integration

Sitting deep in the American South, the University of Louisiana at Lafayette is not immune to a past of racial segregation.

At the time when segregation was legal, the University was known as the Southwestern Louisiana Institute of Liberal and Technical Learning (SLI).

“In 1953, several black students from Lafayette attempted to enroll in SLI,” Michael Martin, Ph.D. said. “They were not allowed to enroll because of the state's segregation laws. Therefore, they filed suit against the university, its president Joel Fletcher, and its registrar. The case became known as Constantine v. SLI, from the name of the first of four students in the suit, Clara Dell Constantine.”

Martin is a professor in the history department, and he organized the commemoration of the 50th anniversary of the desegregation of the university back in 2004.

“By the spring of 1954, it was evident that the US District Court was going to rule in favor of the plaintiffs, and Constantine and her cohort would be allowed to enroll,” Martin said. “That May, the U.S. Supreme Court issued its ruling in Brown v. Board, which declared separate but equal unconstitutional in educational facilities, and that pretty much sealed the deal. That fall about 90 black students enrolled at SLI.”

And thus, SLI became a pinnacle of southern desegregation.

“That makes SLI's the earliest large scale desegregation of a previously all-white college in the deep South,” Martin said.

The university has clung to the idea of their peaceful desegregation. According to the university’s website, “there was no bloodshed when four black students were granted admission.”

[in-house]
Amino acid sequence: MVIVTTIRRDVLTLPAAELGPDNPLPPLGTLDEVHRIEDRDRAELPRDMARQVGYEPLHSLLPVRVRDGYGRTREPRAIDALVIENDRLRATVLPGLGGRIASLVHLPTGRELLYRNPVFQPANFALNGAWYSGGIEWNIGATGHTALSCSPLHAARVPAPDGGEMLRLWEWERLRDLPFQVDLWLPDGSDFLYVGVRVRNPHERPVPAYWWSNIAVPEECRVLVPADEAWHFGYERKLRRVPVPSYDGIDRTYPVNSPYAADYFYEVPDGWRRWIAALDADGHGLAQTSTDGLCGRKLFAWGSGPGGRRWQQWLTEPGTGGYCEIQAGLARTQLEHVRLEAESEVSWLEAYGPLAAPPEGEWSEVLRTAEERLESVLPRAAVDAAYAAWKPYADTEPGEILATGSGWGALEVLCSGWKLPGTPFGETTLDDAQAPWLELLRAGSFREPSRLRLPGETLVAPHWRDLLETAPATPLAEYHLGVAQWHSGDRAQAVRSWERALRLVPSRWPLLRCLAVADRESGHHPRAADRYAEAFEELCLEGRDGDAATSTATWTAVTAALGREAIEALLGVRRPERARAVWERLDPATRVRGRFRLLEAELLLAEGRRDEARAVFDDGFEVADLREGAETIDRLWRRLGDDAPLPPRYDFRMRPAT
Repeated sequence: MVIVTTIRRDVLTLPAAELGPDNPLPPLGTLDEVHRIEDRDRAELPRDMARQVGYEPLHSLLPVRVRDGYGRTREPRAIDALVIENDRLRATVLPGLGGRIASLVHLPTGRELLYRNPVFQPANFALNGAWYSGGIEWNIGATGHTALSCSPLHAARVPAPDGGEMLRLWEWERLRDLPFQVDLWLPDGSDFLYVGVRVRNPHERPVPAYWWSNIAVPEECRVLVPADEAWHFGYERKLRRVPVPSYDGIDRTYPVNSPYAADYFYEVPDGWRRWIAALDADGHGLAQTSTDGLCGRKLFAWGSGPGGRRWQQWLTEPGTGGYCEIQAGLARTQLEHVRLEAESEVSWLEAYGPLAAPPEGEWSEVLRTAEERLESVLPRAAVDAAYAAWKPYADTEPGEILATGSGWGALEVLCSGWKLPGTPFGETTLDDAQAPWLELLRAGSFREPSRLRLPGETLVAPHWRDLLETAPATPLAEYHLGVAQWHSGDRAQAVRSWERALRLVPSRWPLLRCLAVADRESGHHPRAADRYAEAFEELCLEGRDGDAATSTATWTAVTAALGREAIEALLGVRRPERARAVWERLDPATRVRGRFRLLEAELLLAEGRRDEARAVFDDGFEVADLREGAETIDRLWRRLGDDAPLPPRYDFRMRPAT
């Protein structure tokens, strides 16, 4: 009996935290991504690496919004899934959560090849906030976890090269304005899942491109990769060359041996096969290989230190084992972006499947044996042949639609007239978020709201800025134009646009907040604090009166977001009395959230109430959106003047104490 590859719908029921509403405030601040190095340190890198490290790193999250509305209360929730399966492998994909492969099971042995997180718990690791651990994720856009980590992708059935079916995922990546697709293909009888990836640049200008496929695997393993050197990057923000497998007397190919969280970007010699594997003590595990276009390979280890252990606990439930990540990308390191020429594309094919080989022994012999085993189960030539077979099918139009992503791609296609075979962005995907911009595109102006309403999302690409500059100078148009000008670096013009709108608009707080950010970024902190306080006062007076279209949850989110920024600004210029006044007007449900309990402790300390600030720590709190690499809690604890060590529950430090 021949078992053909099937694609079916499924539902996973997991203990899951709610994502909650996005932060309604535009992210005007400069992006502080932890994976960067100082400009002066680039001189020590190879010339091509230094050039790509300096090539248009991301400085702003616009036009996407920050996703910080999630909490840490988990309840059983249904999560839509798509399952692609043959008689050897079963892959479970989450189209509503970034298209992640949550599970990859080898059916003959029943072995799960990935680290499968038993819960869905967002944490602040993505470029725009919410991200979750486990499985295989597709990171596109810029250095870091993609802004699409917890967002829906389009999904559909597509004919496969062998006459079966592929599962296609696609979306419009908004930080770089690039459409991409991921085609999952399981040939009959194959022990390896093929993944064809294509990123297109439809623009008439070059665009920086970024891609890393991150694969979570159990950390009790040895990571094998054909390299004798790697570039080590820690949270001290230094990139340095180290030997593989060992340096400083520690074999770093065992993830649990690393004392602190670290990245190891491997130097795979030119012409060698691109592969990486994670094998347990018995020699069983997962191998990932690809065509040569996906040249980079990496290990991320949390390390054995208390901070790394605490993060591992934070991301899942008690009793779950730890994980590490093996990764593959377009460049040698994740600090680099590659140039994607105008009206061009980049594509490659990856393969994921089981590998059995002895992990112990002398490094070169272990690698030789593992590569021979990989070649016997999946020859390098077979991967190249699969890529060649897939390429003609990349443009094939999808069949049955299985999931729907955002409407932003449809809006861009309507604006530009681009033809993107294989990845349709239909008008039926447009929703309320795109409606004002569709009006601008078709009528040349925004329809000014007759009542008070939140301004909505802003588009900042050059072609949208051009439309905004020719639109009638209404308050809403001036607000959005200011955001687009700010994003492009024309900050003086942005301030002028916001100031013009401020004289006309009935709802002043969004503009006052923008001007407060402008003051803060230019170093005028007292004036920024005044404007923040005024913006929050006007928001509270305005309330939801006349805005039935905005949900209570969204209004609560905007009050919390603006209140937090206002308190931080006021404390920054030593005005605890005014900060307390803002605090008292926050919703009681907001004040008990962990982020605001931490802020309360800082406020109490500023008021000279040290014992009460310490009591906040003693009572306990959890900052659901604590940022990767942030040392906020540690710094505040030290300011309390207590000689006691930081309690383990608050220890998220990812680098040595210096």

But Martin reveals another point of view.

“Two things should be understood about the desegregation of SLI,” Martin said. “First, because it happened peacefully, many observers, especially those affiliated with the university, try to portray the desegregation as some kind of point of pride. In reality, this likely would have been peaceful whether it happened when and where it did or not. Almost every college desegregation in the south happened peacefully.”

Martin holds that secondly, despite being first to desegregate, SLI was far from a progressive beacon in the south.

“Second, just because SLI was first doesn't mean that the college or its leadership was particularly progressive. In reality, they had to be forced to let black students in. And they fought hard for it not to happen,” Martin said. “Even after black students were on campus, it was made clear that they could only go to certain areas and they were very much disliked by most of the school's faculty and administration.”

An article by Darla Montgomery on KLFY holds that the event was not without issues.

“The campus was spared violent clashes, but the progress was not without racial tension,” Montgomery said. “The experience was acrimonious…”

And it is that history that can sometimes still be felt at the university.

“Of course the separation of races is still evident here at UL. However, that has decreased dramatically in the 16 years I've been a faculty member,” Martin said. “The big concern I have about this has less to do with interactions on campus and more to do with access to the university itself, something that is reminiscent of what was going on in 1954, although it is not necessarily something sanctioned by law.”

He admits that these issues are far greater than the university.

“If you compare the ratio of black to white students at UL to the ratio of their populations in Louisiana and even in the Lafayette area, it seems clear that they don't match up,” Martin said.

“I suspect that this is a failure of our underfunded primary and secondary educational systems, but it also reflects an economic issue: the wide disparity in pay between the races. In short, university educations everywhere are becoming more expensive, even with things like TOPS, and that's putting college education out of reach for those who don't have as much income.”

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